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Speaking of JPW

Laura Myers | Monday, February 22, 2010

At the Junior Parents’ Weekend Mass Saturday, Fr. Tom Eckert said in his homily that we should enjoy all of the meaningful conversations that the weekend would bring.

That comment struck me, because over JPW I did indeed have some fascinating conversations with friends, family and faculty members. And when I say fascinating, I mean awkward, inappropriate or overall just mortifying. And I’m leaving out the one where my dad and I discussed certain medical procedures I may or may not need in the future.

Some examples, in chronological order.

On the phone with my mom Friday afternoon:
Mom: “So are you going to drink margaritas with us at the Mexican restaurant?”
Me: “No, those things are pure sugar.”
Mom: “Okay, I guess we’ll just have to do tequila shots.”

That evening at the Gala, in line for the bar:
Dad: “With your new haircut you look a little older.”
Me: “A friend told me 19.”
Dad: “I wouldn’t go that far.”

At a reception for theology majors Saturday, talking with a theology professor whom I had just met:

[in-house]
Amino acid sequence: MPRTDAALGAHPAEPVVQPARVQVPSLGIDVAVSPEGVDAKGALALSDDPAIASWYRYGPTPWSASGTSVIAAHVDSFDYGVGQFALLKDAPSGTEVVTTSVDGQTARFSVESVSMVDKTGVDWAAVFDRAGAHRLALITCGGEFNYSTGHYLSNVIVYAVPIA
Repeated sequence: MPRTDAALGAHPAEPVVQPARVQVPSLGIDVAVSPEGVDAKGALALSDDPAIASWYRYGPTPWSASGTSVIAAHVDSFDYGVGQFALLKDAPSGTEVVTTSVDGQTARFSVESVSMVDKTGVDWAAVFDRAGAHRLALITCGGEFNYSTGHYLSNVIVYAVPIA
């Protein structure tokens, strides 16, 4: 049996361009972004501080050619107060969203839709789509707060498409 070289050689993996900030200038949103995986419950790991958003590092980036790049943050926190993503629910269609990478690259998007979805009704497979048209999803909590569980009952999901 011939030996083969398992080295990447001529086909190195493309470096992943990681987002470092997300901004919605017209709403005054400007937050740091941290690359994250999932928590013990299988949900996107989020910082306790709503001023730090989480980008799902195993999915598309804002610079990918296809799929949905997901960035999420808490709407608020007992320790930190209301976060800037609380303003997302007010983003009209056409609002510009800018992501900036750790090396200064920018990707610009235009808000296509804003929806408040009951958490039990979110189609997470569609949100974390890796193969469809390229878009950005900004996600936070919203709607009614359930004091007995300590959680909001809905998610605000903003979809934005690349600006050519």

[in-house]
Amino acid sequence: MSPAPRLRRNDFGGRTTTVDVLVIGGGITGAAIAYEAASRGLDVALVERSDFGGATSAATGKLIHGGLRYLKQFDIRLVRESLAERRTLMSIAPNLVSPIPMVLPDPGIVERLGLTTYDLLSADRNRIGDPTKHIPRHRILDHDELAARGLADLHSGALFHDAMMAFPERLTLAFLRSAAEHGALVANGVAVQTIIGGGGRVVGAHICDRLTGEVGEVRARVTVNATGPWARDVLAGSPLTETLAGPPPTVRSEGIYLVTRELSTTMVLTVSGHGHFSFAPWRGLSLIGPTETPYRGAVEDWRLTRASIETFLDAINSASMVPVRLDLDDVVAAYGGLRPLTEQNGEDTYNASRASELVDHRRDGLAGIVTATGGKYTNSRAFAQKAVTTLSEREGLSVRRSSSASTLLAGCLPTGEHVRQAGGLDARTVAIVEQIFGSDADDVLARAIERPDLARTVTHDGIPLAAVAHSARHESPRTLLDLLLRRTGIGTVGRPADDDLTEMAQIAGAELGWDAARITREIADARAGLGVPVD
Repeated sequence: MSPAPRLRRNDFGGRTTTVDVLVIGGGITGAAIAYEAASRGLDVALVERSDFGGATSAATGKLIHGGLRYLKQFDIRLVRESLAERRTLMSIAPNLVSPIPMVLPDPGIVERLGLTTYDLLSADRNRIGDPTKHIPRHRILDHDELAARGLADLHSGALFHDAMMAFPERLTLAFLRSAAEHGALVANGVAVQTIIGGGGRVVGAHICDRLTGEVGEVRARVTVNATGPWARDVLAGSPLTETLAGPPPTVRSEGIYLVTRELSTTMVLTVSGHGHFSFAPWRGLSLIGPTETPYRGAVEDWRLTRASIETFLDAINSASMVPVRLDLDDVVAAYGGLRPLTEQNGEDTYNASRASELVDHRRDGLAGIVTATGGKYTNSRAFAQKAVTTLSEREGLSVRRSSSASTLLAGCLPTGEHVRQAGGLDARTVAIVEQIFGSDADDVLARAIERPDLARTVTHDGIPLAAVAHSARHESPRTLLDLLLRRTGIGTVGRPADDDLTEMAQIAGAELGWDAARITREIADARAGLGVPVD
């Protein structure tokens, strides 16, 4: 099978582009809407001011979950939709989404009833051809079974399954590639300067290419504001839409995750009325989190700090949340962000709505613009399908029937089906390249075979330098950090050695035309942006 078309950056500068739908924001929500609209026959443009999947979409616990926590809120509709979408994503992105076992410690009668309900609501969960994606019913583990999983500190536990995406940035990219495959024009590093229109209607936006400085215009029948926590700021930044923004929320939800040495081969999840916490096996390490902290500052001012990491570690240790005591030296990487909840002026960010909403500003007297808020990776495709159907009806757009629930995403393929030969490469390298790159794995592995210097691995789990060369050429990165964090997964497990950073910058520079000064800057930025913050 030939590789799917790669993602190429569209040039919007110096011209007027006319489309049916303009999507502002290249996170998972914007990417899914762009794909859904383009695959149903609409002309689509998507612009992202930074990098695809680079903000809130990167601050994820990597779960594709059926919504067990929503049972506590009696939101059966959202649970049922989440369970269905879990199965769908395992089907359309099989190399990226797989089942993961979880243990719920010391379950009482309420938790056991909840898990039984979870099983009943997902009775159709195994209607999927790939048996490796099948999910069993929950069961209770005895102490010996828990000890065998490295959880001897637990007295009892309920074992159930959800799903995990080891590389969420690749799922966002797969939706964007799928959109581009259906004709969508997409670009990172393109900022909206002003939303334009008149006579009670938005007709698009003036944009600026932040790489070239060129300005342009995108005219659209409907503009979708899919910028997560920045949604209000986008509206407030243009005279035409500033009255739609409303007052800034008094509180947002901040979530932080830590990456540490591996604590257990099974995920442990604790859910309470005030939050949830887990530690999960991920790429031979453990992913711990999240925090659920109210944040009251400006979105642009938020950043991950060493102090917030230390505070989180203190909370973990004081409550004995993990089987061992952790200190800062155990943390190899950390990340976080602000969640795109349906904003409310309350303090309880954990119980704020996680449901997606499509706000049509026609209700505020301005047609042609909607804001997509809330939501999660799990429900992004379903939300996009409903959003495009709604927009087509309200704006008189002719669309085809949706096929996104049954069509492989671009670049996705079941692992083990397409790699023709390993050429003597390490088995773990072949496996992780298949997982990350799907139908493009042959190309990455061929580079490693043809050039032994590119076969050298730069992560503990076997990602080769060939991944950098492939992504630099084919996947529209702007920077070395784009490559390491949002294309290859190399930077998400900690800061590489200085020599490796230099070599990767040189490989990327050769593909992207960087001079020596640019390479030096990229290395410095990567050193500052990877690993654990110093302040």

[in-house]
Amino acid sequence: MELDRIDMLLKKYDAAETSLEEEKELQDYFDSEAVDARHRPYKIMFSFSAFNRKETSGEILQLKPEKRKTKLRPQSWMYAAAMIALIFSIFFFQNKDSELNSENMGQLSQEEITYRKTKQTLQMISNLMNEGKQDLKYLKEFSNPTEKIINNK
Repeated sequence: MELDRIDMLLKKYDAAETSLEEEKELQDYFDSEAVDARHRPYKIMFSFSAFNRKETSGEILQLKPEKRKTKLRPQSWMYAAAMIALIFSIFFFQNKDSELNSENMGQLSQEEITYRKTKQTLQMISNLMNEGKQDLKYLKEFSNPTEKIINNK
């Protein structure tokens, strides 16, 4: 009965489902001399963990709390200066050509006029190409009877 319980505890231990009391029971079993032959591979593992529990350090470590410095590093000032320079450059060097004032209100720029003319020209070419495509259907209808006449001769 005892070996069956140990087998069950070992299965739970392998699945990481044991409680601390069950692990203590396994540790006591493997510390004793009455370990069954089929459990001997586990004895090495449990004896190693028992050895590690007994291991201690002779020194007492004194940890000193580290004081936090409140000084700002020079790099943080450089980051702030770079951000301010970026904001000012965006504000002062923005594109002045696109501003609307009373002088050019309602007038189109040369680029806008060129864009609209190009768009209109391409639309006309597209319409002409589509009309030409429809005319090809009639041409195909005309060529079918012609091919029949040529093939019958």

Professor: “What are you planning to do after you graduate?”
Me: “Well, I work for The Observer, and if I can find a job in journalism I would love to do that.”
Professor: “That’s a great way to be poor for the rest of your life.”

Still at the theology reception:
Me: “There is nothing in this life I can get with a 4.0 that I can’t get with a 3.5.”
Dad: “How about on the Dean’s List?”

At Mass, towards the end of the Sign of Peace:
My mom leans past me towards a junior two seats to my right.
Me: “What are you doing?”
Mom: “I wanted to shake his hand. He’s cute.”

At the President’s Dinner:
A friend from high school runs into my dad and comes over to say hello.
Friend: “I found your Dad in the bathroom.”
Mom: “Were you just hanging out in there?”

In a way, conversations like this are at the core of JPW, a chance for parents to discover just what their kids are up to. For most of us, the Notre Dame experience involves drinking alcohol (legally and responsibly, of course), obsessing over grades and careers, convincing bouncers that our birthday really was 21 years ago and attempting to pick up cute co-eds at Mass, among many other things.

My parents really got down to the bottom of things, and I’m glad they did. If they don’t disown me for writing this — which my mom threatened to do — I’d love for them to come back for more conversations.

Just preferably not about my friends’ bathroom habits.